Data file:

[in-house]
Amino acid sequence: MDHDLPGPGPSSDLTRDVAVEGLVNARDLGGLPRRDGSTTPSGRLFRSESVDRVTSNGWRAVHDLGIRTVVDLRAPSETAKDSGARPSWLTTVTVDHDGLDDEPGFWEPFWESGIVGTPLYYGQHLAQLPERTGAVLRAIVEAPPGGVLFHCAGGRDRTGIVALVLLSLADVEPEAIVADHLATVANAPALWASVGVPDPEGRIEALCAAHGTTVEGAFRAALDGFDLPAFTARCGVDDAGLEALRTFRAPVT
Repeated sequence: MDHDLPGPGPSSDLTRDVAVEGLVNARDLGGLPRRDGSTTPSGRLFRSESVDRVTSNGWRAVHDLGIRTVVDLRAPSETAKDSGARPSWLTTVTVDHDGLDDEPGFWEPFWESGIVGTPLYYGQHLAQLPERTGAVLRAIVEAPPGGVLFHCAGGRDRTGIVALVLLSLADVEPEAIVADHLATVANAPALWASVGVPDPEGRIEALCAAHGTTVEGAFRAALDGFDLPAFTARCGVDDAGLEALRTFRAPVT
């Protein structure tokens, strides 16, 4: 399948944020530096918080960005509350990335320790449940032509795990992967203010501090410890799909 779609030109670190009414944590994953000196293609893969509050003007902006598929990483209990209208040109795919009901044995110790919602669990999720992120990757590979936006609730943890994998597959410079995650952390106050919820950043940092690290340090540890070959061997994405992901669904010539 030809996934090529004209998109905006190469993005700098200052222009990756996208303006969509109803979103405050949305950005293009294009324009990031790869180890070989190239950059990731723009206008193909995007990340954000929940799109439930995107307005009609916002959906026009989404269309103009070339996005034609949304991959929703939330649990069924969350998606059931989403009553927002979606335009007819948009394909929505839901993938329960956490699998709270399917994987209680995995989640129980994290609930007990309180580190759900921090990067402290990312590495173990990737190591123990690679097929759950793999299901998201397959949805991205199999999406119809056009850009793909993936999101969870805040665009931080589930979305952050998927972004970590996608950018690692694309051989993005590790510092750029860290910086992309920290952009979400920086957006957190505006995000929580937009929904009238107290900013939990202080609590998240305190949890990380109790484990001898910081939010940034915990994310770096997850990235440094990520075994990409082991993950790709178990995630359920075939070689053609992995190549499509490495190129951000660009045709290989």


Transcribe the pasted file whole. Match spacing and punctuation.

[in-house]
Amino acid sequence: MDHDLPGPGPSSDLTRDVAVEGLVNARDLGGLPRRDGSTTPSGRLFRSESVDRVTSNGWRAVHDLGIRTVVDLRAPSETAKDSGARPSWLTTVTVDHDGLDDEPGFWEPFWESGIVGTPLYYGQHLAQLPERTGAVLRAIVEAPPGGVLFHCAGGRDRTGIVALVLLSLADVEPEAIVADHLATVANAPALWASVGVPDPEGRIEALCAAHGTTVEGAFRAALDGFDLPAFTARCGVDDAGLEALRTFRAPVT
Repeated sequence: MDHDLPGPGPSSDLTRDVAVEGLVNARDLGGLPRRDGSTTPSGRLFRSESVDRVTSNGWRAVHDLGIRTVVDLRAPSETAKDSGARPSWLTTVTVDHDGLDDEPGFWEPFWESGIVGTPLYYGQHLAQLPERTGAVLRAIVEAPPGGVLFHCAGGRDRTGIVALVLLSLADVEPEAIVADHLATVANAPALWASVGVPDPEGRIEALCAAHGTTVEGAFRAALDGFDLPAFTARCGVDDAGLEALRTFRAPVT
């Protein structure tokens, strides 16, 4: 399948944020530096918080960005509350990335320790449940032509795990992967203010501090410890799909 779609030109670190009414944590994953000196293609893969509050003007902006598929990483209990209208040109795919009901044995110790919602669990999720992120990757590979936006609730943890994998597959410079995650952390106050919820950043940092690290340090540890070959061997994405992901669904010539 030809996934090529004209998109905006190469993005700098200052222009990756996208303006969509109803979103405050949305950005293009294009324009990031790869180890070989190239950059990731723009206008193909995007990340954000929940799109439930995107307005009609916002959906026009989404269309103009070339996005034609949304991959929703939330649990069924969350998606059931989403009553927002979606335009007819948009394909929505839901993938329960956490699998709270399917994987209680995995989640129980994290609930007990309180580190759900921090990067402290990312590495173990990737190591123990690679097929759950793999299901998201397959949805991205199999999406119809056009850009793909993936999101969870805040665009931080589930979305952050998927972004970590996608950018690692694309051989993005590790510092750029860290910086992309920290952009979400920086957006957190505006995000929580937009929904009238107290900013939990202080609590998240305190949890990380109790484990001898910081939010940034915990994310770096997850990235440094990520075994990409082991993950790709178990995630359920075939070689053609992995190549499509490495190129951000660009045709290989």